[Source: Earl J. Ritchie/UH Energy] Polls consistently show a high level of environmental awareness in the U.S. However, awareness frequently does not translate into action.
Use of mass transit has shown almost no per capita growth despite substantial investment in light rail and other transit improvements. Carpooling has declined.
The use of environmentally friendly technologies such as solar and wind power has grown modestly, except where subsidized or mandated. In part, this is because they have been more expensive than their fossil fuel using counterparts. However, even as those costs approach parity, growth rates drop significantly when subsidies are removed.
Models of environmental decision making
There was once, and to some extent continues to be, a belief in the simple model shown below: knowledge of the environment leads to a positive environmental attitude, which results in pro-environmental action.
This has not happened consistently, either in the U.S. or Europe. In a European study, Ortega-Egea et al. say “Over the past two decades, increased media coverage – coupled with economic incentives, subsidies, and related interventions – has substantially raised citizens’ awareness and concern about climate change, but has typically failed to induce persistent behavioral changes.”
The root cause of the problem is that protecting the environment is not the only goal that people have. Individuals choose actions based upon priority between conflicting goals. In addition, there are multiple sources of influence affecting environmental choices. The influences are often subconscious.
A large number of theories have been proposed to explain what motivates environmental behavior. An entire journal, the Journal of Environmental Psychology, is devoted to the topic. A model described by Steg and Vlek includes five categories, paraphrased below:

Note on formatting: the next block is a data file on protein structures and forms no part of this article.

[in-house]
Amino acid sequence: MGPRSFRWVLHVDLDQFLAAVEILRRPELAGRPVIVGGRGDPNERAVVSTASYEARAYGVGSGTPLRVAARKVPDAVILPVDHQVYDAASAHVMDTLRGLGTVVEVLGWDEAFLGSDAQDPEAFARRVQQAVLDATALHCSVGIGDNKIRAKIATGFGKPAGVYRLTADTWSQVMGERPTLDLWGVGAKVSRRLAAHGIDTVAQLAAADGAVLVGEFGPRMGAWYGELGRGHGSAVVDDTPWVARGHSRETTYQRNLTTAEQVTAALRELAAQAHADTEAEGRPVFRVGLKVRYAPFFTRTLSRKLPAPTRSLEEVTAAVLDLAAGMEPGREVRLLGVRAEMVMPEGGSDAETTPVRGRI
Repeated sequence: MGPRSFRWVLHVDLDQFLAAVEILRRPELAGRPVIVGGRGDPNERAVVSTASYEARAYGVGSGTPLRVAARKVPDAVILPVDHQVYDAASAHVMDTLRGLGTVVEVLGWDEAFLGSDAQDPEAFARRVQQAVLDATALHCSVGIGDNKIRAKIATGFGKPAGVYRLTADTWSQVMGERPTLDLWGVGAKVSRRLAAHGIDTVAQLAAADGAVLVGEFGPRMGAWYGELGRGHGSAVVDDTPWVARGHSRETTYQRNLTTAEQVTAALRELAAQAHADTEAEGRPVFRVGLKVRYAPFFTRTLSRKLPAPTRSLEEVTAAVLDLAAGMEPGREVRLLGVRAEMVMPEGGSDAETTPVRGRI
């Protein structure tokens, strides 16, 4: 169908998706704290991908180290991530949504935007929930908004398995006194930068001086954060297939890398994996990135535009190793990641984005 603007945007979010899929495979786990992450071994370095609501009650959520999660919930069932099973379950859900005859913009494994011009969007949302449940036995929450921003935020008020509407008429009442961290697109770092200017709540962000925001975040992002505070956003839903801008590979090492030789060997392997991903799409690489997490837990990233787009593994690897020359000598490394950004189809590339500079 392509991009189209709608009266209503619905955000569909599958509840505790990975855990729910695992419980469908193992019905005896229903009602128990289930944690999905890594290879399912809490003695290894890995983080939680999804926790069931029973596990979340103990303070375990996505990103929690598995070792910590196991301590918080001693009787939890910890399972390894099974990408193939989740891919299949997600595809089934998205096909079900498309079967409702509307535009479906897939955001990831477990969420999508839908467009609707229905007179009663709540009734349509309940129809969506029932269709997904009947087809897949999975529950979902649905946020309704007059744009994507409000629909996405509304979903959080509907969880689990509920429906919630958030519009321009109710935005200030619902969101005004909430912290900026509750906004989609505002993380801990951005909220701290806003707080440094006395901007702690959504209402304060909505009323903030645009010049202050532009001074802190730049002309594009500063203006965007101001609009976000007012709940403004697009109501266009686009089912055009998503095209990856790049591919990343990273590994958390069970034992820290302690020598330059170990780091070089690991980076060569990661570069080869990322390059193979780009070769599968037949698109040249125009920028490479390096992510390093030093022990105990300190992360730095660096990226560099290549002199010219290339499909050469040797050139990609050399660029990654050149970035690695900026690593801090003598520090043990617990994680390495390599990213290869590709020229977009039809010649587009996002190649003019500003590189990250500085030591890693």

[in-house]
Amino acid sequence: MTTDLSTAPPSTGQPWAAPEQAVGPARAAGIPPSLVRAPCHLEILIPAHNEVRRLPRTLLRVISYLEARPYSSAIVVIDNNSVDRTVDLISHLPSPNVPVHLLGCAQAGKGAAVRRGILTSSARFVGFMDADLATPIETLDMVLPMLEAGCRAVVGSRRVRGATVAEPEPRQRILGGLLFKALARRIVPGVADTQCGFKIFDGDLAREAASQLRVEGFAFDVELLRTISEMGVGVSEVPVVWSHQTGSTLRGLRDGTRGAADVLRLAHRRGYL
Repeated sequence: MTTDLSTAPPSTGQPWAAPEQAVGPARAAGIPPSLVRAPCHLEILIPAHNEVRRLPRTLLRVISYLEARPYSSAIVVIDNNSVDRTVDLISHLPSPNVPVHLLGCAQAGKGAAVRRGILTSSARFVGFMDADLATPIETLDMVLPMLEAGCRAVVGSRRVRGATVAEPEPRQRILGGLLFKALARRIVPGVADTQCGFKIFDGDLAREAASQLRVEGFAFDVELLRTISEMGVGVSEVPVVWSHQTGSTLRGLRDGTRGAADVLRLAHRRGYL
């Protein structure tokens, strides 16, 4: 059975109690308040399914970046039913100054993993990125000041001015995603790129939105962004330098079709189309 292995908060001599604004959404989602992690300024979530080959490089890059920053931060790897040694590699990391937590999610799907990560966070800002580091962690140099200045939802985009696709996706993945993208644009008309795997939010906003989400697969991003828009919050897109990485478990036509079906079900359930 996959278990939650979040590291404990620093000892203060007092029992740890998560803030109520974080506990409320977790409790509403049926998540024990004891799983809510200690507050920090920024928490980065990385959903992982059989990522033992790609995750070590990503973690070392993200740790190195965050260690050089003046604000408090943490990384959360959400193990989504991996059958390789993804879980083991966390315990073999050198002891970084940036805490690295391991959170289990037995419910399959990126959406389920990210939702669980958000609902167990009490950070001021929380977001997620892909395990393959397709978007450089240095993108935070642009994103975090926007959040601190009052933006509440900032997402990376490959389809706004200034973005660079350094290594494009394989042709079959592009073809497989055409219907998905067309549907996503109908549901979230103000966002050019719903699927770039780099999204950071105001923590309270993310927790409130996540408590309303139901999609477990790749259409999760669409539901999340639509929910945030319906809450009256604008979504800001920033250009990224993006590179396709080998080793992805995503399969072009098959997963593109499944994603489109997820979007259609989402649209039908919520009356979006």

- Perceived costs and benefits (including nonmonetary costs and benefits)
- Moral and normative concerns (what you think you should be doing)
- Contextual factors (primarily available means)
In addition to these factors, political orientation, age, gender, education and other individual characteristics influence environmental behavior.
Making or saving money is a powerful motivator. It is the primary reason for the rapid growth of subsidized solar energy. However, there are differences in perception and in importance of cost, as well as nonmonetary costs, such as comfort, time and convenience. The graph shows a model of the trade-off. Things that make you feel good but require little cost, discomfort, convenience and effort, such as recycling, are likely to be done; those that have a significant number of these negatives, such as riding mass transit instead of driving, are not.
Moral and normative concerns
Individuals have multiple moral codes governing different situations and aspects of behavior. They may belong to multiple groups (friends, neighborhood, political party, nation) that do not have the same values. They vary in the extent to which they are influenced by group norms. They vary in the importance they place on environmentally friendly behavior. This creates not only conflict between norms, but the opportunity to rationalize away environmental actions.
People derive pleasure or displeasure from actions that affect the environment. They may derive pleasure from driving a powerful car or from the status that owning such a car gives them. Environmentally oriented individuals may derive pleasure from installing a solar panel or bicycling to work.